Excerpted from The Guide to Yellowstone Waterfalls and Their Discovery, by Paul Rubinstein, Lee H. Whittlesey and Mike Stevens This “chastely-beautiful” water-fall was called “Little Falls” by fur trappers. Jim Bridger himself gave that information to Father Jean DeSmet who showed it on an 1851 map.
Tower Fall was named in 1870 by a member of the Washburn party, probably Samuel Hauser, who wrote in his diary: “Campt near the most beautiful falls – I ever saw – I named them ‘Tower falls’—from the towers and pinnacles that surround them.” Prospector A. Bart Henderson had seen it in 1867, noting as did Hauser that it was “the most beautiful falls I ever saw.” Robert Strahorn in 1880 called it “one of the most beautiful falls to be found in any country,” and in 1908, Mode Wineman averred that it was “a thing of hidden beauty in the wilderness.” N.P. Langford called it “one of the most beautiful cataracts in the world.” Lt. Gustavus Doane accompanied the 1870 party, and his reaction is probably the best known of early ones: “Nothing can be more chastely beautiful than this lovely cascade, hidden away in the dim light of overshadowing rocks and woods, its very voice hushed to a low murmur unheard at the distance of a few hundred yards. Thousands might pass by within a half-mile and not dream of its existence, but once seen, it passes to the list of most pleasant memories.”
According to Langford, the party argued around its campfire as to whether the name of the falls should be “Minaret” or “Tower.” While “Minaret” initially won the vote, subsequent accusations that the proposer had a girlfriend named “Minnie Rhett” resulted in a new vote that gave the nod to Tower. We include some historical comments on Tower Fall here, complete with their comparisons to other waterfalls:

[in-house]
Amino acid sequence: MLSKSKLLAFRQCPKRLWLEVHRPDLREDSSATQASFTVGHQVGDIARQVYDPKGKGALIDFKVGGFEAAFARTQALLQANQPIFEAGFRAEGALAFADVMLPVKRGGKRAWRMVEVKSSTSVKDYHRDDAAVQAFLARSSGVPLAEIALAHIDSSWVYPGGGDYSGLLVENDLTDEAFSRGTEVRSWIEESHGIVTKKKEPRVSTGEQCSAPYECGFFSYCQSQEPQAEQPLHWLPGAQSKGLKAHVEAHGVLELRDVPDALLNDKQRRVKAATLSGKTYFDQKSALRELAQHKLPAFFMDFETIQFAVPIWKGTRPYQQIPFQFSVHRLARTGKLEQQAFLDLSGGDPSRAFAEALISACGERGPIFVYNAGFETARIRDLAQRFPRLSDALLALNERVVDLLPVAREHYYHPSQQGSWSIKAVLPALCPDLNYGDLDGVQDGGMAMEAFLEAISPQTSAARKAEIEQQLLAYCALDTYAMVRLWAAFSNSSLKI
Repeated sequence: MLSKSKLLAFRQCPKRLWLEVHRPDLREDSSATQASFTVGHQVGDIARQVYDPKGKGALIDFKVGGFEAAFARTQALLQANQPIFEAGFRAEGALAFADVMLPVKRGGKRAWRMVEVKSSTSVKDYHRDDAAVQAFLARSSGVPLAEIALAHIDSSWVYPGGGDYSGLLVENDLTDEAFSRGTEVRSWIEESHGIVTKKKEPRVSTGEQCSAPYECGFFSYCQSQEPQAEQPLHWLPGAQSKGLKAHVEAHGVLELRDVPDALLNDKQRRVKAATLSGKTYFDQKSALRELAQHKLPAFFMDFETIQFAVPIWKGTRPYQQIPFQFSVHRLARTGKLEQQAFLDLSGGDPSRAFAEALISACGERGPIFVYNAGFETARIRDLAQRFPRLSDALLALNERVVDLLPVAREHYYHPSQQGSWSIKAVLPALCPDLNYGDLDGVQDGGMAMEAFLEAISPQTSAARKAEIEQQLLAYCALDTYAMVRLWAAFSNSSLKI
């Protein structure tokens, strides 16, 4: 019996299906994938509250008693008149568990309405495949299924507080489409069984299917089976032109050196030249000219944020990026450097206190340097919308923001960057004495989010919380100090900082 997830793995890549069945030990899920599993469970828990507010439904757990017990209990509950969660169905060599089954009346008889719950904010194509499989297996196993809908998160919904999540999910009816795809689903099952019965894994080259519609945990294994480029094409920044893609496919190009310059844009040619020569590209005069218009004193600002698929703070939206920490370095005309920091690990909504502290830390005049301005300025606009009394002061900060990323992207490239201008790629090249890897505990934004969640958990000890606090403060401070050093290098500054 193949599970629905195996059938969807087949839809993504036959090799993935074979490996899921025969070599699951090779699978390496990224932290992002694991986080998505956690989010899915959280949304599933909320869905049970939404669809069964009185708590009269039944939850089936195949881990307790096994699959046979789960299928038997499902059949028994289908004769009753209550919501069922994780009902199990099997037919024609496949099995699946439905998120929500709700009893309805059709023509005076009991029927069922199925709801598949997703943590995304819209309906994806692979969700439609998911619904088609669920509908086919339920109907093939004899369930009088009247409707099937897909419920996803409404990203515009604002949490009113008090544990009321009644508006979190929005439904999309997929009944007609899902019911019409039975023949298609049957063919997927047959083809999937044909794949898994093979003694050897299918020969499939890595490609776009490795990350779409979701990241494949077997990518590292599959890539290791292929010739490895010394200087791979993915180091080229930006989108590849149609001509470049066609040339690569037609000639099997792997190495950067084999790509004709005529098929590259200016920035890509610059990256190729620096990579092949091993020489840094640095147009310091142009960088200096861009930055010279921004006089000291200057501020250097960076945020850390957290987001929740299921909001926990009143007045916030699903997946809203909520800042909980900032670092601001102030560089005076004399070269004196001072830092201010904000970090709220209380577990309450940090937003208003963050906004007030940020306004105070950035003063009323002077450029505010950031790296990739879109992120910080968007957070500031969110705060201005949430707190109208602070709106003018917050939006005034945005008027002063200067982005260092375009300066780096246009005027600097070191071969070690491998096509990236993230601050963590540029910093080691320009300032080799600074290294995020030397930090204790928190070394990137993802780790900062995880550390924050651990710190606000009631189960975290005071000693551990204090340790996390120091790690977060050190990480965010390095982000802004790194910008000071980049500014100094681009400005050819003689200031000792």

Immediately about the head of the falls the rocks were worn into curious and fantastic shapes, looking, in daylight, like spires or steeples, rising from thirty to sixty feet above the falls; but, in the moonlight, reminding one of the portal of an old castle, or a number of the fabled genii standing ready to hurl adventurous mortals into the gorge below, which was en-veloped by the shadows of the night in impenetrable darkness. — WALTER TRUMBULL, 1870
From between two of these turrets the stream makes its final leap… and then, as if satisfied with itself, flows peacefully into the Yellowstone. We attempted to compare it with the famous Minnehaha, but those who had seen both said there was no comparison. It was not as terrible in its sublimity as Niagara, but beautiful and glorious. You felt none of the shrinking back so common at the Great [Lower] Fall, but rather, as you stood below and gazed upon its waters broken into white spray, you felt as though you wanted to dash into it, and catch it as it fell. —HENRY WASHBURN, 1870
…one of the greatest beauties of the valley…on either side the somber brecciated columns stand like gloomy sentinels. —DR. F.V. HAYDEN, 1871
Great towers, shapely as cathedral spires, rise on either side, with slender fingers, like the minarets of a mosque, strangely colored, forming royal setting for the water, which, from two hundred feet above, falls into the boiling chasm. The surroundings are much like those of Minnehaha Falls, only here is greater majesty. —ALMON GUNNISON, 1883
NOTE: A boulder that balanced precariously on the lip of Tower Fall (at least since William Henry Jackson photographed it in 1871) finally fell from its perch in 1986.
TOWER FALL FACTS
GPS Location: 548443 4971117
Plunge Height: 132 feet
Tower Creek Map: -Tower Junction, Wyoming/Montana
Access: 2.2 miles south of Tower-Roosevelt Junction between Tower-Roosevelt Junction and Canyon Village. Viewpoint is roughly 100 yards from parking area.
GET THE BOOK
The Guide to Yellowstone Waterfalls and Their Discovery, by Paul Rubinstein, Lee H. Whittlesey and Mike Stevens, provides information and photographs of over 200 waterfalls that were never before discovered. Plus, the book includes stunning photos and information about Yellowstone Park’s 50 known waterfalls. A major benefit of this book are the historical accounts behind many of the waterfalls’ discoveries. This is a must-have for waterfall and Yellowstone Park enthusiasts. The Guide to Yellowstone Waterfalls and Their Discovery, published by Westcliffe Publishers, is available at area bookstores.